Think about what that would mean. If Jean’s death was an accident, not a murder, then think what a very serious mistake it would be to put it on the same map with the 1910 lynching of Allen Brooks in downtown Dallas or the 1973 murder — ruled murder by a jury — of 12-year-old Santos Rodriguez by a white Dallas cop. The gravity and significance of those terrible racist murders would be ill-served by lumping them together with a death that isn’t of the same order, that doesn’t fit the moral or legal pattern.

I understand exactly why so many people assume it does fit. Jean was in the sanctuary of his own home, his own castle, disturbing no one. If he’s not safe there, where is he safe?

Guyger says she went to the door of his apartment by mistake, thinking it was her own home. Even if that’s true, she had no more right to enter his home without his permission than a common burglar would have. She wasn’t investigating a complaint. Even when she saw him, she could have backed off. There was no law that said she had to shoot.

But none of that gets us to an intentional act. If she shot Jean with criminal intent, I haven’t yet heard a good theory for the intention. I assume we can all agree she wasn’t going door to door in her own building to shoot black people. If there was an intention and it had to do with race, then the intention had to occur after the door was opened and in the moments when she saw Jean inside.

If she’s telling the truth, if she thought Jean was an intruder in her own apartment, then what would have had to occur for her to develop an intention to murder him and for that intention to have had a basis in racism? She would have to have thought something like: This guy is in my apartment; he’s a burglar; he’s not doing what I’m telling him to do; maybe he’s going for a gun or something; if he were a white guy I’d back off, but he’s black, so I’m extra afraid, so I’ll shoot him.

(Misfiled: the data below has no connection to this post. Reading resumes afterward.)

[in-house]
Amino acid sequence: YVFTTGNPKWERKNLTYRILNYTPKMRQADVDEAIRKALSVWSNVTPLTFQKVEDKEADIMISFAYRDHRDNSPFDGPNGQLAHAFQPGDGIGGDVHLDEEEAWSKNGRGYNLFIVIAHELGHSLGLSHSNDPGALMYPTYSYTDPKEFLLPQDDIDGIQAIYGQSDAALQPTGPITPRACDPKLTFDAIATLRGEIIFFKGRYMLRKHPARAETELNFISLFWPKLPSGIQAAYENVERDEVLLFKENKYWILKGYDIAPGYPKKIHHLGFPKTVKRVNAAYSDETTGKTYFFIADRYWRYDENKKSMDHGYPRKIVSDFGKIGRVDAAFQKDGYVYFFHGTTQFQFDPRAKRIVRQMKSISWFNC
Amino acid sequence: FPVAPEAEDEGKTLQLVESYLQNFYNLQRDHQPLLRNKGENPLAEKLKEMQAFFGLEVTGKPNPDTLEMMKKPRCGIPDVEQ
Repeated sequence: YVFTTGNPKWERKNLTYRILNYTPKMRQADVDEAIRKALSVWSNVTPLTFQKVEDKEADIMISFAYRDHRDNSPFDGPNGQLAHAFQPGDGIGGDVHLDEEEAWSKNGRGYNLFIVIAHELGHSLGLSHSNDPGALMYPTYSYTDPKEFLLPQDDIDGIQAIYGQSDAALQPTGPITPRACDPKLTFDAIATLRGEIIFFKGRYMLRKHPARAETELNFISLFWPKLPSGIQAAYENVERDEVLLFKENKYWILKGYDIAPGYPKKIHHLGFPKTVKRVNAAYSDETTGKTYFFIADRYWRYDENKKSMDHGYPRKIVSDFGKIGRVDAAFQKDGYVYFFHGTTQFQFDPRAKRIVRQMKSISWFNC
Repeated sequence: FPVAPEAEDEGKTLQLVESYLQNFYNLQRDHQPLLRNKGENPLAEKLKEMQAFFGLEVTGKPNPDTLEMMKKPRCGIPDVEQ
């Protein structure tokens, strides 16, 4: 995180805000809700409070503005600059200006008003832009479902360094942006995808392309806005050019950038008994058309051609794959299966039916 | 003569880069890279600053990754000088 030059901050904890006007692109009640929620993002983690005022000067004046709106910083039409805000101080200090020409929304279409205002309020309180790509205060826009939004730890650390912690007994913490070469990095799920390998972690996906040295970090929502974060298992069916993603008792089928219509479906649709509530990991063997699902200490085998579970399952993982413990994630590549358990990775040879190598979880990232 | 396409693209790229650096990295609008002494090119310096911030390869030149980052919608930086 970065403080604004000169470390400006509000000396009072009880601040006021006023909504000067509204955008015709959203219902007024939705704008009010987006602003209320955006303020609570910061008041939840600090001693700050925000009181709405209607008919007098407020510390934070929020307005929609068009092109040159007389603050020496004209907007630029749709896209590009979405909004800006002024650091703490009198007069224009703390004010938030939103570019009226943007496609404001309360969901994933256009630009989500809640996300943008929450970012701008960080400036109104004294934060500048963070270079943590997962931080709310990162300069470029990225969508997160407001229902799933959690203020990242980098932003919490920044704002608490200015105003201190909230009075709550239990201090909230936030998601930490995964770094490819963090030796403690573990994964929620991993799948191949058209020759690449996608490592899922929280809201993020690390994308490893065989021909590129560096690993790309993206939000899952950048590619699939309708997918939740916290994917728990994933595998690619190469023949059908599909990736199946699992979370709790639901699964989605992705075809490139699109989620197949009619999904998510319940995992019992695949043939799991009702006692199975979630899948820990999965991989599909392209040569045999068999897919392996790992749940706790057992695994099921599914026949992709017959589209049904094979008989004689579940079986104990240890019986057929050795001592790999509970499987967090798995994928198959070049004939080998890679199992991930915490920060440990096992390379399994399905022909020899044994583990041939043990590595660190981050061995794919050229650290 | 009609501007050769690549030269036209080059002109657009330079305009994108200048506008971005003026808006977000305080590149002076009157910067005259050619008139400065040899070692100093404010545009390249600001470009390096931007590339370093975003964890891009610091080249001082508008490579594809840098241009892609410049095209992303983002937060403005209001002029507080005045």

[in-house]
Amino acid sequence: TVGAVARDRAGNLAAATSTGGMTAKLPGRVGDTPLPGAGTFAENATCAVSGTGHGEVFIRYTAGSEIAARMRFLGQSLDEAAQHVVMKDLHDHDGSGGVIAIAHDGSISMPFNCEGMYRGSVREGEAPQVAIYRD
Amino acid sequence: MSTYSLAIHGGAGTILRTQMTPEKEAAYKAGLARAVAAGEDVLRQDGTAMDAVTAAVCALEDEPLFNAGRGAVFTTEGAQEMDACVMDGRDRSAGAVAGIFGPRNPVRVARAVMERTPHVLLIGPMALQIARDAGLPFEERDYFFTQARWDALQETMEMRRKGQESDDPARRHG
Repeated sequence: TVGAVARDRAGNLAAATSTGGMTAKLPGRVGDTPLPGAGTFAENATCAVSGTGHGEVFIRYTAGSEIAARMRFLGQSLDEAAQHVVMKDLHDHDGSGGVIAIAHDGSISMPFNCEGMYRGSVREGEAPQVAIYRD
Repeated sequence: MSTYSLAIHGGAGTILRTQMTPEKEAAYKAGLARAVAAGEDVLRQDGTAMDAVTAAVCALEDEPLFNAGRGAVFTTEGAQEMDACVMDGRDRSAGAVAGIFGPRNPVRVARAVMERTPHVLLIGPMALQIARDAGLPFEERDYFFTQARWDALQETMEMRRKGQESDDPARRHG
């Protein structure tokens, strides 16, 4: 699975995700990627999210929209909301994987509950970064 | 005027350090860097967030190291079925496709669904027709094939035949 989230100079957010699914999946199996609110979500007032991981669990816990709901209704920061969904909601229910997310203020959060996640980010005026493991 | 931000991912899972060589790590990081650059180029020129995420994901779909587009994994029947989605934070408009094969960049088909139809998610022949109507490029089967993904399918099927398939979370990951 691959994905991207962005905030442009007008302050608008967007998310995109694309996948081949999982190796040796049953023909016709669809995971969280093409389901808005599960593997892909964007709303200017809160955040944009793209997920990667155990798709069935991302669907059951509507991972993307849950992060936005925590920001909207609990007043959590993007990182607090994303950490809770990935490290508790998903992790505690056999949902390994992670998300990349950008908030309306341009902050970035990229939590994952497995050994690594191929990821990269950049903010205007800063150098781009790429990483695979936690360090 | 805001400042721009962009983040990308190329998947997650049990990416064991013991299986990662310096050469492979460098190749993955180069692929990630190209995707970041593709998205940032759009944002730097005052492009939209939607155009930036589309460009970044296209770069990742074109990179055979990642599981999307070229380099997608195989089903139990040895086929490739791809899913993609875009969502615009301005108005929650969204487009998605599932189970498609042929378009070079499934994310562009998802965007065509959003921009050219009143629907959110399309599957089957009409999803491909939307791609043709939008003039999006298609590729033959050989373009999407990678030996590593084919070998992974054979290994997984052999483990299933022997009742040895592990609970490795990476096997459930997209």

Could it have gone like that? Sure. But we have no idea if it did or did not go that way. She could just as easily have thought, “Guy in my apartment, coming at me, got my gun out, can’t let him get my gun.”

Bang. A terrible, terrible accident.

The insistence of some critics of the police department is that Guyger did what she did because she is a white cop and he was a black man. But the only thing the critics know is that she is a white cop and he was a black man. None of the necessary connective tissue is there to make the case for murder. Not yet. Not now.

So let’s go back to the top and think about that Morning News editorial praising the police chief for firing Guyger before any formal or judicial finding in the case. The News starts off, “It is right for Hall to expect better from her officers than the use of deadly force under such circumstances.”

We don’t know what those circumstances were. We may know what we think they were, but we aren’t even close to the level of detail and understanding required to determine if Jean’s death was a murder or an accident.

The headline over the editorial was, “Sometimes leadership is firing a cop who shouldn’t have used deadly force.” But sometimes it’s not? Why this time? The editorial never addresses any of those questions.

Dallas Mayor Mike Rawlings and police Chief U. Renee HallEXPAND
Dallas Mayor Mike Rawlings and police Chief U. Renee Hall
Brian Maschino

I think we can read through that. Sometimes it’s right politically, the newspaper is saying, because the paper wants to tamp down the anger and unrest in the community.

But then the paper tries to have it both ways, thumping the desk with one hand and waggling a stern editorial finger over its head with the other: “In this highly charged moment,” the editorial intones, “only preserving the presumption of innocence for Guyger can create the space that justice requires. She is entitled to the right to appeal her firing. And she is entitled to a full and fair trial on the charge of manslaughter that she faces.”

So explain to me how this works. The “presumption of innocence for Guyger” goes away on the day she gets fired, but it comes back into play later on somehow when she appeals her firing? Who is doing the presuming here?

Sounds to me like, “We’re not presuming any innocence for her right now, because we want things to quiet down out on the street. But later on, when it’s off our own plate and on somebody else’s, then we will sternly admonish that somebody to presume her innocence until proven guilty.”

This is an awful case, and I understand why it has the community kind of tied up in a moral pretzel. We all feel a bottomless grief for Botham Jean, for his loved ones and for all who knew and loved this man.

But think about this: If it was an accident, then we should pay some grief to Guyger, too, because her own life has been terribly injured by something she did not mean to do.

We do not know yet which it is. Insisting that we do know when we don’t know is not a path to justice. Down that path lies more injustice, more mistrust, more hatred.